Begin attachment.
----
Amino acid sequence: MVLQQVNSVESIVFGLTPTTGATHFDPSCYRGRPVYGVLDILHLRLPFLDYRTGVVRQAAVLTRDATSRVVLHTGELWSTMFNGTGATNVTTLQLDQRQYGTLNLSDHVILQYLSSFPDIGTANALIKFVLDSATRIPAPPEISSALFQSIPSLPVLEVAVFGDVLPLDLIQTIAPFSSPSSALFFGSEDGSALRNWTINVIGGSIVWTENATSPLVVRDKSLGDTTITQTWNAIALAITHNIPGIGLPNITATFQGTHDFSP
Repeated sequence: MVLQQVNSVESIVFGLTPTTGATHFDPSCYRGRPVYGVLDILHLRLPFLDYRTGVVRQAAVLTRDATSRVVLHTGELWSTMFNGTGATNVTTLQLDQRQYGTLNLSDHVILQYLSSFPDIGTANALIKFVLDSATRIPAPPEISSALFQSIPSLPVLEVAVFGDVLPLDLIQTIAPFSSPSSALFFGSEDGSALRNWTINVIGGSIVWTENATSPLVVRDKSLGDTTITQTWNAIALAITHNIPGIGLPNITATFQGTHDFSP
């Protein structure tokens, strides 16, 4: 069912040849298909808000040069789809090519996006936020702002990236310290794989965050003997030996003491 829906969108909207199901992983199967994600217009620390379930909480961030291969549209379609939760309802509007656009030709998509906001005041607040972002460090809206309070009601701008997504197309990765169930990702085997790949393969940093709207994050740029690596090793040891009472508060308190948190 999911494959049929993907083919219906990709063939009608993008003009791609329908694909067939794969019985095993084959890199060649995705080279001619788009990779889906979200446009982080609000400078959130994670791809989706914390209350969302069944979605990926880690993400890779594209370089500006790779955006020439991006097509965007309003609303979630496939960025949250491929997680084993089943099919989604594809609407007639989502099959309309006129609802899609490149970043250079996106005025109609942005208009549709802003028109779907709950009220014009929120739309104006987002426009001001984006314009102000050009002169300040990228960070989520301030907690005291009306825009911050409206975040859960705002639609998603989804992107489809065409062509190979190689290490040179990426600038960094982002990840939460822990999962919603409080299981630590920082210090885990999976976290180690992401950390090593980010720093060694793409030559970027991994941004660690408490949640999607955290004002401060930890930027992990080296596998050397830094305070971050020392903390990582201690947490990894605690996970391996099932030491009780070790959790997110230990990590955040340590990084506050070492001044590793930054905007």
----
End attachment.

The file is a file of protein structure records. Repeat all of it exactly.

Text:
Amino acid sequence: MVLQQVNSVESIVFGLTPTTGATHFDPSCYRGRPVYGVLDILHLRLPFLDYRTGVVRQAAVLTRDATSRVVLHTGELWSTMFNGTGATNVTTLQLDQRQYGTLNLSDHVILQYLSSFPDIGTANALIKFVLDSATRIPAPPEISSALFQSIPSLPVLEVAVFGDVLPLDLIQTIAPFSSPSSALFFGSEDGSALRNWTINVIGGSIVWTENATSPLVVRDKSLGDTTITQTWNAIALAITHNIPGIGLPNITATFQGTHDFSP
Repeated sequence: MVLQQVNSVESIVFGLTPTTGATHFDPSCYRGRPVYGVLDILHLRLPFLDYRTGVVRQAAVLTRDATSRVVLHTGELWSTMFNGTGATNVTTLQLDQRQYGTLNLSDHVILQYLSSFPDIGTANALIKFVLDSATRIPAPPEISSALFQSIPSLPVLEVAVFGDVLPLDLIQTIAPFSSPSSALFFGSEDGSALRNWTINVIGGSIVWTENATSPLVVRDKSLGDTTITQTWNAIALAITHNIPGIGLPNITATFQGTHDFSP
């Protein structure tokens, strides 16, 4: 069912040849298909808000040069789809090519996006936020702002990236310290794989965050003997030996003491 829906969108909207199901992983199967994600217009620390379930909480961030291969549209379609939760309802509007656009030709998509906001005041607040972002460090809206309070009601701008997504197309990765169930990702085997790949393969940093709207994050740029690596090793040891009472508060308190948190 999911494959049929993907083919219906990709063939009608993008003009791609329908694909067939794969019985095993084959890199060649995705080279001619788009990779889906979200446009982080609000400078959130994670791809989706914390209350969302069944979605990926880690993400890779594209370089500006790779955006020439991006097509965007309003609303979630496939960025949250491929997680084993089943099919989604594809609407007639989502099959309309006129609802899609490149970043250079996106005025109609942005208009549709802003028109779907709950009220014009929120739309104006987002426009001001984006314009102000050009002169300040990228960070989520301030907690005291009306825009911050409206975040859960705002639609998603989804992107489809065409062509190979190689290490040179990426600038960094982002990840939460822990999962919603409080299981630590920082210090885990999976976290180690992401950390090593980010720093060694793409030559970027991994941004660690408490949640999607955290004002401060930890930027992990080296596998050397830094305070971050020392903390990582201690947490990894605690996970391996099932030491009780070790959790997110230990990590955040340590990084506050070492001044590793930054905007």